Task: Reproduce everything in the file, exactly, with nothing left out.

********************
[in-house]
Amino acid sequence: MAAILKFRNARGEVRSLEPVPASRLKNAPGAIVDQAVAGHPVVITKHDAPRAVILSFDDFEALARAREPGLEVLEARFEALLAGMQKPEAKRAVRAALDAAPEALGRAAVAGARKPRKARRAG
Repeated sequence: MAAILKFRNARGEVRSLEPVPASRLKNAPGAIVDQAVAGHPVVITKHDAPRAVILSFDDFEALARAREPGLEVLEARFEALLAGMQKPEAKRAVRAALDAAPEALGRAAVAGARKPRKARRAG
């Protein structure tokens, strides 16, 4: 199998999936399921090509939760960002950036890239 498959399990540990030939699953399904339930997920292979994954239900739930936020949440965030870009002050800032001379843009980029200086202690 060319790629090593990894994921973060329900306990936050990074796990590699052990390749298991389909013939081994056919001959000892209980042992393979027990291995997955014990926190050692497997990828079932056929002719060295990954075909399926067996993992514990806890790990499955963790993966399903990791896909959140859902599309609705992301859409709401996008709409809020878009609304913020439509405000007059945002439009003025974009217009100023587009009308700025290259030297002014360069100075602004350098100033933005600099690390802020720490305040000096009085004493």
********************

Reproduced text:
[in-house]
Amino acid sequence: MAAILKFRNARGEVRSLEPVPASRLKNAPGAIVDQAVAGHPVVITKHDAPRAVILSFDDFEALARAREPGLEVLEARFEALLAGMQKPEAKRAVRAALDAAPEALGRAAVAGARKPRKARRAG
Repeated sequence: MAAILKFRNARGEVRSLEPVPASRLKNAPGAIVDQAVAGHPVVITKHDAPRAVILSFDDFEALARAREPGLEVLEARFEALLAGMQKPEAKRAVRAALDAAPEALGRAAVAGARKPRKARRAG
């Protein structure tokens, strides 16, 4: 199998999936399921090509939760960002950036890239 498959399990540990030939699953399904339930997920292979994954239900739930936020949440965030870009002050800032001379843009980029200086202690 060319790629090593990894994921973060329900306990936050990074796990590699052990390749298991389909013939081994056919001959000892209980042992393979027990291995997955014990926190050692497997990828079932056929002719060295990954075909399926067996993992514990806890790990499955963790993966399903990791896909959140859902599309609705992301859409709401996008709409809020878009609304913020439509405000007059945002439009003025974009217009100023587009009308700025290259030297002014360069100075602004350098100033933005600099690390802020720490305040000096009085004493």